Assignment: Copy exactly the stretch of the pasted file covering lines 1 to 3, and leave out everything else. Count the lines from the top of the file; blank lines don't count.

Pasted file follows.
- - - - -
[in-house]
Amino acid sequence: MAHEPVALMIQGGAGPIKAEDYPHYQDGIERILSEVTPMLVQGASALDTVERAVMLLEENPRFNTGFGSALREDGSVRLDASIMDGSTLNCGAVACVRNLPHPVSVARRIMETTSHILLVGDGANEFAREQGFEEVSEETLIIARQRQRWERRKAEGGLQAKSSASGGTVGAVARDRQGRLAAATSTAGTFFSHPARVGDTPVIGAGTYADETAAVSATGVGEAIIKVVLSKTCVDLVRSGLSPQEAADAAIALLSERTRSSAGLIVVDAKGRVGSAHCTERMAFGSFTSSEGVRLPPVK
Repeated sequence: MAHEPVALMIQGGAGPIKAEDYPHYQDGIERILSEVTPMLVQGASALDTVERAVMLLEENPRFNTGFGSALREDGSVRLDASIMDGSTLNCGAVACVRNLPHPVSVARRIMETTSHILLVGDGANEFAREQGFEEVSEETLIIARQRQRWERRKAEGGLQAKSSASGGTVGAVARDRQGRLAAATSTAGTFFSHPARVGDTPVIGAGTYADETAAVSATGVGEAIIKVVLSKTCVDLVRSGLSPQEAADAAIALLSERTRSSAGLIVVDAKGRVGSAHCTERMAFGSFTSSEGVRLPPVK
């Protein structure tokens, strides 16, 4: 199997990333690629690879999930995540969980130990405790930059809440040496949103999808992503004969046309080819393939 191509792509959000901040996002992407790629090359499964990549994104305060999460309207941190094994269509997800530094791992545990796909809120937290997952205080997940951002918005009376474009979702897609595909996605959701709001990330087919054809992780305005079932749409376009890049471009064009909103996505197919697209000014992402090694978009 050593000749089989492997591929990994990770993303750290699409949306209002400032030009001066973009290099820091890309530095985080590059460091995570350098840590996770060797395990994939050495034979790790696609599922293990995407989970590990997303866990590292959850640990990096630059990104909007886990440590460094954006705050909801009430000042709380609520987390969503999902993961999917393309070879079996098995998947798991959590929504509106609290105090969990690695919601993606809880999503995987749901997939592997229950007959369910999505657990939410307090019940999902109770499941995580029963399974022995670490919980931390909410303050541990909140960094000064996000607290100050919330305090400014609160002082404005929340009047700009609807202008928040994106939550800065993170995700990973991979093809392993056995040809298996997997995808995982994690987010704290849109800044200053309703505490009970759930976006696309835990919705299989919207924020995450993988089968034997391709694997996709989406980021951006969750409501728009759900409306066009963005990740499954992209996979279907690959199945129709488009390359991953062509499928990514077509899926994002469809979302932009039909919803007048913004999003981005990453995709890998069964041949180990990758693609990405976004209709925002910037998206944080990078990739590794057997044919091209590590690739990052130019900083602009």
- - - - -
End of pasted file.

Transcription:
[in-house]
Amino acid sequence: MAHEPVALMIQGGAGPIKAEDYPHYQDGIERILSEVTPMLVQGASALDTVERAVMLLEENPRFNTGFGSALREDGSVRLDASIMDGSTLNCGAVACVRNLPHPVSVARRIMETTSHILLVGDGANEFAREQGFEEVSEETLIIARQRQRWERRKAEGGLQAKSSASGGTVGAVARDRQGRLAAATSTAGTFFSHPARVGDTPVIGAGTYADETAAVSATGVGEAIIKVVLSKTCVDLVRSGLSPQEAADAAIALLSERTRSSAGLIVVDAKGRVGSAHCTERMAFGSFTSSEGVRLPPVK
Repeated sequence: MAHEPVALMIQGGAGPIKAEDYPHYQDGIERILSEVTPMLVQGASALDTVERAVMLLEENPRFNTGFGSALREDGSVRLDASIMDGSTLNCGAVACVRNLPHPVSVARRIMETTSHILLVGDGANEFAREQGFEEVSEETLIIARQRQRWERRKAEGGLQAKSSASGGTVGAVARDRQGRLAAATSTAGTFFSHPARVGDTPVIGAGTYADETAAVSATGVGEAIIKVVLSKTCVDLVRSGLSPQEAADAAIALLSERTRSSAGLIVVDAKGRVGSAHCTERMAFGSFTSSEGVRLPPVK